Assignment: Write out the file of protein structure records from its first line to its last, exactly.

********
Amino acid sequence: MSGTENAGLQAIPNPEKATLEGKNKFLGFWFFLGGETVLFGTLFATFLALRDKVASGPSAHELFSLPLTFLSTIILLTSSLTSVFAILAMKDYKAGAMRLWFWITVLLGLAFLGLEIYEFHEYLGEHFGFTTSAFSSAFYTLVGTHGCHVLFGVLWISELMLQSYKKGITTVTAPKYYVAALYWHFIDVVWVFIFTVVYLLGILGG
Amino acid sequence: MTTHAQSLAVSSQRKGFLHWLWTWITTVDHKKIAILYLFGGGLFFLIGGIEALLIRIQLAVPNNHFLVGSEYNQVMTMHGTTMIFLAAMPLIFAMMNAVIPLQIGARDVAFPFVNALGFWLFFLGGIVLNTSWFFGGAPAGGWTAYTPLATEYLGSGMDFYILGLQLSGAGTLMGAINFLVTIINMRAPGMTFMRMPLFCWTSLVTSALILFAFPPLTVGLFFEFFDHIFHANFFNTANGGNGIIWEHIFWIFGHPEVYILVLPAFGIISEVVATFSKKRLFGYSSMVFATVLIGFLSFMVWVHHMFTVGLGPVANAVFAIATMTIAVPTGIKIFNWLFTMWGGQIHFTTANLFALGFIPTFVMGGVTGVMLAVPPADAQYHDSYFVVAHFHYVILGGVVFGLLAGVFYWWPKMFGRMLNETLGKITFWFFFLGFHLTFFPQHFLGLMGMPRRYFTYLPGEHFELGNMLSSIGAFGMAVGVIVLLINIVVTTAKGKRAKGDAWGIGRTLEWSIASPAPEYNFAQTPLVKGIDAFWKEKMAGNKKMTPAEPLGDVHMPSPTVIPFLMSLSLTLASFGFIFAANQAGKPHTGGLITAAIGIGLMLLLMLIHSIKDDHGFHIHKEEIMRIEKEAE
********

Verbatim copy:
Amino acid sequence: MSGTENAGLQAIPNPEKATLEGKNKFLGFWFFLGGETVLFGTLFATFLALRDKVASGPSAHELFSLPLTFLSTIILLTSSLTSVFAILAMKDYKAGAMRLWFWITVLLGLAFLGLEIYEFHEYLGEHFGFTTSAFSSAFYTLVGTHGCHVLFGVLWISELMLQSYKKGITTVTAPKYYVAALYWHFIDVVWVFIFTVVYLLGILGG
Amino acid sequence: MTTHAQSLAVSSQRKGFLHWLWTWITTVDHKKIAILYLFGGGLFFLIGGIEALLIRIQLAVPNNHFLVGSEYNQVMTMHGTTMIFLAAMPLIFAMMNAVIPLQIGARDVAFPFVNALGFWLFFLGGIVLNTSWFFGGAPAGGWTAYTPLATEYLGSGMDFYILGLQLSGAGTLMGAINFLVTIINMRAPGMTFMRMPLFCWTSLVTSALILFAFPPLTVGLFFEFFDHIFHANFFNTANGGNGIIWEHIFWIFGHPEVYILVLPAFGIISEVVATFSKKRLFGYSSMVFATVLIGFLSFMVWVHHMFTVGLGPVANAVFAIATMTIAVPTGIKIFNWLFTMWGGQIHFTTANLFALGFIPTFVMGGVTGVMLAVPPADAQYHDSYFVVAHFHYVILGGVVFGLLAGVFYWWPKMFGRMLNETLGKITFWFFFLGFHLTFFPQHFLGLMGMPRRYFTYLPGEHFELGNMLSSIGAFGMAVGVIVLLINIVVTTAKGKRAKGDAWGIGRTLEWSIASPAPEYNFAQTPLVKGIDAFWKEKMAGNKKMTPAEPLGDVHMPSPTVIPFLMSLSLTLASFGFIFAANQAGKPHTGGLITAAIGIGLMLLLMLIHSIKDDHGFHIHKEEIMRIEKEAE